Finalist for the 2015 Association for Mormon Letters Award
“This just may be my favorite true-life amazing-but-true tale—never has threatening an aircraft been funnier or more thought-provoking.” —Cory Doctorow, author of Little Brother and Homeland
“I devoured the more than four hundred pages of this memoir in what was essentially one sitting . . . A welcome addition to the library of Mormon autobiography—educational and highly entertaining.” —Richard Packham, Dawning of a Brighter Day
1987. A faltering missionary named Bill Shunn lands himself in a Canadian jail, facing charges of hijacking and the prospect of life behind bars.
1844. A frontier prophet named Joseph Smith lands himself in an Illinois jail, facing charges of treason and the prospect of imminent lynching.
What binds these two men together? This riveting memoir—by turns hilarious, provocative and thrilling—answers that question in style, weaving from their stories a spellbinding tapestry of deception, desperation and defiance. Answer its call and you’ll never look at a Mormon missionary the same way again.
“You will read few other books as smart, funny, honest, and heartbreaking as The Accidental Terrorist, and I unreservedly recommend it to you as both a home-grown cautionary tale and a highly original coming-of-age saga.” —Michael Bishop, author of Ancient of Days and editor of A Cross of Centuries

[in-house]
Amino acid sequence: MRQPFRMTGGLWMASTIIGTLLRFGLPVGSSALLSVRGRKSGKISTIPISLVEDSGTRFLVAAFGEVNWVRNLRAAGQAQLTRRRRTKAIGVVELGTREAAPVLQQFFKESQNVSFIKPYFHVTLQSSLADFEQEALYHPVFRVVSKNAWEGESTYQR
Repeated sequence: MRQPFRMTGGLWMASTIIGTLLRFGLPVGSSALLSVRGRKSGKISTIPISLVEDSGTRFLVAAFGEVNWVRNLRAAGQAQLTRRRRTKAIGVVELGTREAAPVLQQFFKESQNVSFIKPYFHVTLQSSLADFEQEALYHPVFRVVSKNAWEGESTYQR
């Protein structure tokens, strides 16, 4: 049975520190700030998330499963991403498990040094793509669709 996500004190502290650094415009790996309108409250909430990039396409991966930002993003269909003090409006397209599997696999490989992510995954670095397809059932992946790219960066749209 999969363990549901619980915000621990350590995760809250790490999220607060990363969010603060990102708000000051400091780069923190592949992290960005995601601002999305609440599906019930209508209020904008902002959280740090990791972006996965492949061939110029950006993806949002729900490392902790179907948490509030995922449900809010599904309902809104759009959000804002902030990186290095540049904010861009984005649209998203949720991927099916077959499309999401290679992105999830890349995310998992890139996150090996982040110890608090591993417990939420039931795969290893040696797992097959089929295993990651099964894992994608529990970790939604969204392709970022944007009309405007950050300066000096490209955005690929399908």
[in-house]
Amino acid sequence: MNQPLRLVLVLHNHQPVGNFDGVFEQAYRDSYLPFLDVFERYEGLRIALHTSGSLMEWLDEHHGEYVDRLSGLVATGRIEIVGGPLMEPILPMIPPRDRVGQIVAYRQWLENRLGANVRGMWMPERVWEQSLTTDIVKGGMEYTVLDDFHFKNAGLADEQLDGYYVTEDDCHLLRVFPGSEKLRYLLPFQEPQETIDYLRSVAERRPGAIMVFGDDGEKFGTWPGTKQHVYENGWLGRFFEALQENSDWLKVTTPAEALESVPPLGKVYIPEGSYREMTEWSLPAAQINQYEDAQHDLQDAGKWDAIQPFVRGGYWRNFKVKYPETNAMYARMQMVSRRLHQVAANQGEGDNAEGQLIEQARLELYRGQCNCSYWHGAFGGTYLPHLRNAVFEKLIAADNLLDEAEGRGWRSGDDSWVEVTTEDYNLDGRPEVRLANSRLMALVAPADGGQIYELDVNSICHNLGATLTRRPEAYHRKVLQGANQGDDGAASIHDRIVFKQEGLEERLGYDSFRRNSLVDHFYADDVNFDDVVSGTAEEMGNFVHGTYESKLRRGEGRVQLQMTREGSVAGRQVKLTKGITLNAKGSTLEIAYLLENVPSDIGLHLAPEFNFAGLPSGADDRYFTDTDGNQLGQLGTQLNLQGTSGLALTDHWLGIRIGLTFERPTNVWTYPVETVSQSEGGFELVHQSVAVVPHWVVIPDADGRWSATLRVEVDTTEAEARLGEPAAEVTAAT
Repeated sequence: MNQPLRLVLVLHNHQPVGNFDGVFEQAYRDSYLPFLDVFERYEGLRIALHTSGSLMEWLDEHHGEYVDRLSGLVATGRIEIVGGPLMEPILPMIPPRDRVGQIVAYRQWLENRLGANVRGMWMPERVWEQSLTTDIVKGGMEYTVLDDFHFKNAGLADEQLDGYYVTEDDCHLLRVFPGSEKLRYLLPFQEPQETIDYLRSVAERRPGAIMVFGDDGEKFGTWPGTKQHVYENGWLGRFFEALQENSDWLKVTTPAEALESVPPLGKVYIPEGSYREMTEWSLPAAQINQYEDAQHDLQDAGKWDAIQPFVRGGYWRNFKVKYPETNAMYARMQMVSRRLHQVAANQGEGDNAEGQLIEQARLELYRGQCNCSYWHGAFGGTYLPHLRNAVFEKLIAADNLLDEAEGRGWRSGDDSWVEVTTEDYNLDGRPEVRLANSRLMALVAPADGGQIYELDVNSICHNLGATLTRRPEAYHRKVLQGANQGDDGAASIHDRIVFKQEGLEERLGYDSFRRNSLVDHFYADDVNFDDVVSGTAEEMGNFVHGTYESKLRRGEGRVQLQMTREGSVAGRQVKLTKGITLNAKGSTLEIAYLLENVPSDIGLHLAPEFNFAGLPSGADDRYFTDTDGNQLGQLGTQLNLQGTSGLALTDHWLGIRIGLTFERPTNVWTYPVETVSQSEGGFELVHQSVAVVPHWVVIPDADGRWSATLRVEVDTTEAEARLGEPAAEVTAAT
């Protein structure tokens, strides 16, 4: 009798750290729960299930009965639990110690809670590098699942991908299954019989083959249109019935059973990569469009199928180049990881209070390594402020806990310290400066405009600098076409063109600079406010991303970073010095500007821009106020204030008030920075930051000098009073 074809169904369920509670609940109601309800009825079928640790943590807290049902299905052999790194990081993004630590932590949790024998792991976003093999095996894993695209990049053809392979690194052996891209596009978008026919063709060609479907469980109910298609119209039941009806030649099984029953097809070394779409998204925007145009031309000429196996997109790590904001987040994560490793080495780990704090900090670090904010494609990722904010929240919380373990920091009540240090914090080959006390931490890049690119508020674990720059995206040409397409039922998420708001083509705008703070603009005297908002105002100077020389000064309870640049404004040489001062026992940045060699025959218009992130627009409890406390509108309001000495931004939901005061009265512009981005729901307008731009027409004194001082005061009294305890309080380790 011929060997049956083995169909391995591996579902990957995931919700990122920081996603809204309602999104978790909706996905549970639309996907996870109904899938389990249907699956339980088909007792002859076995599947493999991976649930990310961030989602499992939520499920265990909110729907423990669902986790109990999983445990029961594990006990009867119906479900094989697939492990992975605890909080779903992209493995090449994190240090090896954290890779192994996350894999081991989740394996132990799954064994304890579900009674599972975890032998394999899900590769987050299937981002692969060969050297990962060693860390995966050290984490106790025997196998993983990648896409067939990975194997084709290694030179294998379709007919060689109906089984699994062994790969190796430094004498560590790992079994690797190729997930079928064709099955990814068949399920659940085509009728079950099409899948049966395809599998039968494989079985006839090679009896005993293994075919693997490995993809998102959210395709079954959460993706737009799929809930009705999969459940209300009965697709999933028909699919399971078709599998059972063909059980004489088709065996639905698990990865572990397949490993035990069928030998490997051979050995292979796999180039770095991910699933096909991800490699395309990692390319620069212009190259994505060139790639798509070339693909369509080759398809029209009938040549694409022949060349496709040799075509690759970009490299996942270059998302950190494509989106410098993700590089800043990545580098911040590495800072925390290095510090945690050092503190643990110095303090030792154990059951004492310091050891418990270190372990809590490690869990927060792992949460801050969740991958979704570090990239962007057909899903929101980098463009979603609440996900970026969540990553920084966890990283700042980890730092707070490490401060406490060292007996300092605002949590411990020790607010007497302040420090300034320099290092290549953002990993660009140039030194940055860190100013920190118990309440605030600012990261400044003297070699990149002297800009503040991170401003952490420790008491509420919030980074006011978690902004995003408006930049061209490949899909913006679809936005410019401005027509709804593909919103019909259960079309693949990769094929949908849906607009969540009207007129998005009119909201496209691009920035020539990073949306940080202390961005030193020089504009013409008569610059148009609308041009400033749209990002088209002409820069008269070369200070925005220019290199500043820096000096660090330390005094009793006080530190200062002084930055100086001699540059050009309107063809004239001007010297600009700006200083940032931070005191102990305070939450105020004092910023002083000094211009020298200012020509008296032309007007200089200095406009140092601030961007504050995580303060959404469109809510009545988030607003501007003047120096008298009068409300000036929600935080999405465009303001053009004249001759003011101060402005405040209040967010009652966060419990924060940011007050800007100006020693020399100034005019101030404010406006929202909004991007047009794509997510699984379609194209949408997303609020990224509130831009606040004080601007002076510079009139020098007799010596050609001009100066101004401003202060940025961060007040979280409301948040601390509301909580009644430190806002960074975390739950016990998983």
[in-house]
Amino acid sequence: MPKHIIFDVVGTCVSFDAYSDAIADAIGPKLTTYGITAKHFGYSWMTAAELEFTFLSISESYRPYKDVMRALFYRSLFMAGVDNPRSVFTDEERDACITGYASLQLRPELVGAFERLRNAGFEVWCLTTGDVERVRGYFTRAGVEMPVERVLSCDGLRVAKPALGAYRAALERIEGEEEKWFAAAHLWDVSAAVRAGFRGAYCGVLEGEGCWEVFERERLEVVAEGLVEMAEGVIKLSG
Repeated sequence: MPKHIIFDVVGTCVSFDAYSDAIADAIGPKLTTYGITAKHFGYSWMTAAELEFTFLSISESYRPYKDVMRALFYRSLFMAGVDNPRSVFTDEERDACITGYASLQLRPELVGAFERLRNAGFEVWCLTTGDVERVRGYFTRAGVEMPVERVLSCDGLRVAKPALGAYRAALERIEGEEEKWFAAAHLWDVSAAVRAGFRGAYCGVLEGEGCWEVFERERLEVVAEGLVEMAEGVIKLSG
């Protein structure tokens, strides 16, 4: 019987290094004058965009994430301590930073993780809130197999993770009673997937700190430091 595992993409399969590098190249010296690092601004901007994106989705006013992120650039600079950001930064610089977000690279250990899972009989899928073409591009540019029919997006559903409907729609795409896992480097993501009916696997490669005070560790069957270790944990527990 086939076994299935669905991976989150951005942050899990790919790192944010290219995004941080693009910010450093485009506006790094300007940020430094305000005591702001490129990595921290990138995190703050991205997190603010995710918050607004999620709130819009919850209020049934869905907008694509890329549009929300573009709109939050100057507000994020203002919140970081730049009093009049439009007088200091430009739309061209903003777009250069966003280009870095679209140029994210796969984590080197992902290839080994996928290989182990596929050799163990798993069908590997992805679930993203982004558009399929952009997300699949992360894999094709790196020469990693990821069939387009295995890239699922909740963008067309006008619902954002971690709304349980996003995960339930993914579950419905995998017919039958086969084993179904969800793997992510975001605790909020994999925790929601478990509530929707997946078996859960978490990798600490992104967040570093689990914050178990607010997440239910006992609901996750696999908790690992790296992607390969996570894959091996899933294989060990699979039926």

“The book grabs you on page one and never lets go. Fantastically written, beautifully paced, The Accidental Terrorist reads like a novel instead of a memoir. Only in novel form, no one would have ever believed these events could have happened. Believe it. William Shunn lived every word of this book. That he can share it so eloquently is a tribute not just to his writing skill, but his strengths as a human being.” —Kristine Kathryn Rusch, USA Today bestselling author
Software developer and writer Shunn fumbles this account of his mishaps as a youthful Mormon missionary, overloading the narrative with digressions. As a young adult, Shunn succumbed to pressure from his overbearing father to serve as a Mormon missionary. After an early graduation from high school and a clandestine, rushed engagement, Shunn finds himself in Canada knocking on doors, looking for converts, lying about the numbers he must report, and trying to avoid forbidden pleasures as he pursues his real ambition of becoming a prolific science fiction writer. The "terrorism" alluded to in the title refers to the childish (but criminal) mistake Shunn makes of lying about a bomb threat on a plane to keep a fellow missionary from fleeing their ministry assignment. Apart from this early tense scene, the book is mostly bogged down by excessive detail, and never gains a clear focus in terms of the overarching storyline or ethical vision. Interspersed snapshots of Mormonism's history only add to the confusion and density of this overlong memoir.